It All Happens In The Dark

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A weed is a plant out of place.

The Killer Inside Me (2010)

It is the 1950s and Casey Affleck plays a deputy sheriff with an alien the devil’s spawn a killer inside of him. The movie starts promisingly enough with Fever playing and some very stylized, retro credits. Oh, but gag, the film soon sics a voice-over on us. “Out here if you catch a man with his pants down you apologize even if you have to arrest him afterwards.”

Every other scene in this film seems to be Casey Affleck (playing a deputy sheriff named Lou) fucking either Jessica Alba or Kate Hudson to a soundtrack that quickly becomes obnoxious, bludgeoning us over the head with western swing tunes. When watching sex gets boring, I am sad. It is as if every sex scene was filmed exactly the same way – in the key of mind-numbing to the tune of tedious. Total disinterest abounds.

No one here leaves a mark – Kate Hudson is the best, but she is given so little to do. The women in this film are represented in such cliché strokes – we get a bad mother, a prostitute who like rough sex and a schoolteacher who just wants to get married. And they are dealt spankings, beatings, punches and spit in their face. How ironic that Lou finds naked photographs of his mother in a Bible beside a book by Freud, and that the old images consecutively bring back memories of how mommy was WAY too hands on.

Lou is supposed to be the most intelligent person in town, even though the director tries only half-assed to make us believe it  – this deputy enjoys playing the piano and reading classics – yet he is also a malicious and calculating killer though he behaves often like someone who would not have the wit to win a game of Clue nevermind fool all of these people for all of this time and wreak such havoc.

One scene involves him chasing a blackmailer through the streets in broad daylight past neighborhood children and and into the town square brandishing a knife, after he has already fallen under suspicion and been targeted by the D.A. and  has moments before killed Kate Hudson in his own kitchen. He does concoct a ludicrous hair-brain excuse for this behavior, but I was past the point of buying any of it.

We are meant to see him as someone who is losing almost complete control, of his behavior and his mind, but there is nothing that makes any of this authentic enough to invest in, and the audience is neither enlightened or entertained along the journey. Casey Affleck is a good actor and he plays the hell out of this role but his character is such a void, such a nothing that it means so little in the end. The Saw movies are more genuine films than this, they know more about what they are and why they are – The Killer Inside Me is cinema full of sound and fury signifying nothing.

This movie goes out of its way to try and test us, to push our limits, to show us how much it can shock us, in a way that is childish and effectively castrates it by its own look-at-me-and-look-at-what-I-did awfulness. This is filmmaking so bloodless it has reached the point of anemia. The downfall here isn’t the violence or the lurid, corrupt characters who populate the film – the crime is that it is boring and insincere. There is really no reason for this film to exist – this story has been done so many times before and nothing new or substantial has been added now to warrant another telling.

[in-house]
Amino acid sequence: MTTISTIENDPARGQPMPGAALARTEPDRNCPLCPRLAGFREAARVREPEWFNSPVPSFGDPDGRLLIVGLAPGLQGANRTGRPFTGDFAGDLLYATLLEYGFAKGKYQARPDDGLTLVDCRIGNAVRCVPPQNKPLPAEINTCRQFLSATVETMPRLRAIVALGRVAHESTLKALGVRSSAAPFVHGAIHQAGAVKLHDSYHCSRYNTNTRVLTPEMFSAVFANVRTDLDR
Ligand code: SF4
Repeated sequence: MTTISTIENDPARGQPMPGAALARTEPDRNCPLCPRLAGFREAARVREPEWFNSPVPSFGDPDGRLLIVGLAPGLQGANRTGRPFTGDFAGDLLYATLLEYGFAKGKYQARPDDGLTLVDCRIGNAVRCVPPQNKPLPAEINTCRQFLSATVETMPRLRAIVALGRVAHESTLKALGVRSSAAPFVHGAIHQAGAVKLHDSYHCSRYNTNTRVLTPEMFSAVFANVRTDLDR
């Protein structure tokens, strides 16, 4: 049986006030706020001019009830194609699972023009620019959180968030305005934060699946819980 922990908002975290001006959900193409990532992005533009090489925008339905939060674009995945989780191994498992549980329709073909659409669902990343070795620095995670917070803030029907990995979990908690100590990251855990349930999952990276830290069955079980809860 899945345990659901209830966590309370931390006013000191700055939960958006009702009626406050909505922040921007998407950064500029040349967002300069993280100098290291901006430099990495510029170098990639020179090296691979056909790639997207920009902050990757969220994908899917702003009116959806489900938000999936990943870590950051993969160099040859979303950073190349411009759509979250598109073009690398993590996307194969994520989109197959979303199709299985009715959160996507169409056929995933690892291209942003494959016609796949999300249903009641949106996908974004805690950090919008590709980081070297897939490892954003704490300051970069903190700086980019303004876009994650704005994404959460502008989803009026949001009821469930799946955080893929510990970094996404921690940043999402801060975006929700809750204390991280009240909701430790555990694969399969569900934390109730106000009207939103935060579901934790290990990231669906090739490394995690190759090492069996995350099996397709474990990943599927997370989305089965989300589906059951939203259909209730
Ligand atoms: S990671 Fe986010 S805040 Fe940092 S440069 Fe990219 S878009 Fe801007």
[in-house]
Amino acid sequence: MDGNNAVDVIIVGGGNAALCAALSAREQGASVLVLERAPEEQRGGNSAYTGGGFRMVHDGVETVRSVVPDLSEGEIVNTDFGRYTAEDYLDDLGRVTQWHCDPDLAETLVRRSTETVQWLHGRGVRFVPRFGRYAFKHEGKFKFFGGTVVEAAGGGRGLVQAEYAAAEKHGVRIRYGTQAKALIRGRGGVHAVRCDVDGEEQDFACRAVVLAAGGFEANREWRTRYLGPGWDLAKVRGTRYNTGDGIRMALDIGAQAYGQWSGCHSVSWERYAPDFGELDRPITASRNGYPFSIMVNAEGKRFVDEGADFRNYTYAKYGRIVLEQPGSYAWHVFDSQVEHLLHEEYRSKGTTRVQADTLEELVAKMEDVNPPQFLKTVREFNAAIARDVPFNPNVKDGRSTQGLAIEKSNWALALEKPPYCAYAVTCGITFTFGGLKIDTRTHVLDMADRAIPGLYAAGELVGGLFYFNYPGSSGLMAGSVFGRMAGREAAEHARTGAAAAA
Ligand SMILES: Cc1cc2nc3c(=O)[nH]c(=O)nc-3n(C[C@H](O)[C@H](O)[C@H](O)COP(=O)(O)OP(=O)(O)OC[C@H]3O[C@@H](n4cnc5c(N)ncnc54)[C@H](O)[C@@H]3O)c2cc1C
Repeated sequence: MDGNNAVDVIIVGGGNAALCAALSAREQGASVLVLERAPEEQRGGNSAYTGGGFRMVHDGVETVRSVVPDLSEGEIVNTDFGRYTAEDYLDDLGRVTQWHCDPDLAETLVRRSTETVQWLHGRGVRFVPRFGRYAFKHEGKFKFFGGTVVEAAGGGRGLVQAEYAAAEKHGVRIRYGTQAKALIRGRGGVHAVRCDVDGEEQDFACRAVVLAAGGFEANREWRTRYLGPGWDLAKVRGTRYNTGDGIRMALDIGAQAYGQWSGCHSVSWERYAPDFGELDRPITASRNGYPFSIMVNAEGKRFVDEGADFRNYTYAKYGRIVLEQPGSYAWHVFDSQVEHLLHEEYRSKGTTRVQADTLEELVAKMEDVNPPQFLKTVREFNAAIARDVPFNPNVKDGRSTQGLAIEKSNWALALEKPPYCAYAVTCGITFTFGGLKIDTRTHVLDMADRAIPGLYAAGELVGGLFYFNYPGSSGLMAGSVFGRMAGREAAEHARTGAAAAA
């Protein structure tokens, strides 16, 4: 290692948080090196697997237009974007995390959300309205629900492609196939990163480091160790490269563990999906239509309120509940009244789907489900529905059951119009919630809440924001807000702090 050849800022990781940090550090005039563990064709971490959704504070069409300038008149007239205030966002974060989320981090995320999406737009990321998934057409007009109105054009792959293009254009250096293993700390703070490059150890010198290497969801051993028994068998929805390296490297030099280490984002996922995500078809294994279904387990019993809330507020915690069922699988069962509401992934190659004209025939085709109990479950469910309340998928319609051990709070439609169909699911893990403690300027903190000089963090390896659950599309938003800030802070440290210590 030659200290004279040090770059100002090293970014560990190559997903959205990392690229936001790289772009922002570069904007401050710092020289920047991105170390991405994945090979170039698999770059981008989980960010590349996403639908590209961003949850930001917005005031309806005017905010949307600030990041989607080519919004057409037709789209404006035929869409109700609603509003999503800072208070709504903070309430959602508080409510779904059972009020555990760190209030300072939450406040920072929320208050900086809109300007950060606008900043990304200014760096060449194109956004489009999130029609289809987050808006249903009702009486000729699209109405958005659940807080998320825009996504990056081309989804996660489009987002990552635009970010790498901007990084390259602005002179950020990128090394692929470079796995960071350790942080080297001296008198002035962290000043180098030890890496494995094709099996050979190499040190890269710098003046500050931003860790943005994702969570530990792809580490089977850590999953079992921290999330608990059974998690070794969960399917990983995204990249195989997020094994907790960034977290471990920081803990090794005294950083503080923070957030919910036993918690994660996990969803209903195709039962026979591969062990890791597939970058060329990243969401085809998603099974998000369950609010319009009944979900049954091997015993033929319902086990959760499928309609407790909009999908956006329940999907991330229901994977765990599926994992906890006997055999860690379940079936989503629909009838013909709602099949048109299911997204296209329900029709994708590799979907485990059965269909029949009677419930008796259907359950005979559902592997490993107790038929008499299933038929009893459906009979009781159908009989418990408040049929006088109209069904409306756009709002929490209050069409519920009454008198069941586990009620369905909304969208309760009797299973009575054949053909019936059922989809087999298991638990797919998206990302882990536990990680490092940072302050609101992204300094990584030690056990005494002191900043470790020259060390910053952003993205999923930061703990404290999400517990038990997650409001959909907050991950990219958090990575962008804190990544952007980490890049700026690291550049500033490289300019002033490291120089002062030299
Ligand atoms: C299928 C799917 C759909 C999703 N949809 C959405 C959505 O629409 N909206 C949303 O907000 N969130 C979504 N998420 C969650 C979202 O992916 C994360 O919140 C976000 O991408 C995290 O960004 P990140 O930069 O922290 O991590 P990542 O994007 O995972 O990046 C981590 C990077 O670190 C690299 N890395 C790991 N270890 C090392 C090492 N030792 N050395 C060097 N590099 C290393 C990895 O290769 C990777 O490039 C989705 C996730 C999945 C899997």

As I have mentioned Kate Hudson is really the only actor who makes any kind of impression. There are two good parts in this movie and both involve her. The first is not a good scene but has a very interesting effect done very well – after Lou beats and kicks her to death, we literally see the life go out of her eyes. The only really good scene in the film is a late one involving a letter Kate Hudson’s character has written and intended – if she had lived – to give to the deputy. We see how it all would have played out, what would have happened if they had taken the trip she was under the impression they were embarking upon. She knows that he has done something – something bad – and she suspects it is indeed murder and she wants him to know that she still loves him, and wants to help him, any way she can, no matter how long she has to wait for him. She excuses herself when she gives him the letter in a diner and has written that if when she returns from the bathroom he has decided to leave, he can just put her suitcases inside the door, and she will try to find a job in a nearby town. This scene gives her more depth than any other character here has, and is the first and only real sign of any kind of humanity that exists in this world – it elevates her character out of the confines of the film. It is a delicately rewarding moment and the only honest scene in the film. Great acting here by Hudson, and the only bit of thoughtful writing in the script. But of course we cut right back to “reality” and Casey Affleck’s character, cloying as ever tosses off some dumb line that succeeds in undermining everything we have just seen and the film creaks back to the bottom.

Even in the end when a sort of justice is served, it is cheap and it cheats us because we do not care about who survived or who died too young and tragically. Does it effect us, does it change us, does it change them? No, sorry, not on the menu.

The last scene ends with the camera panning to a sky filling with smoke, and glorious release! THE END appears in white script as the soundtrack chides us: “Shame, shame on you.” I couldn’t have said it better myself. D+


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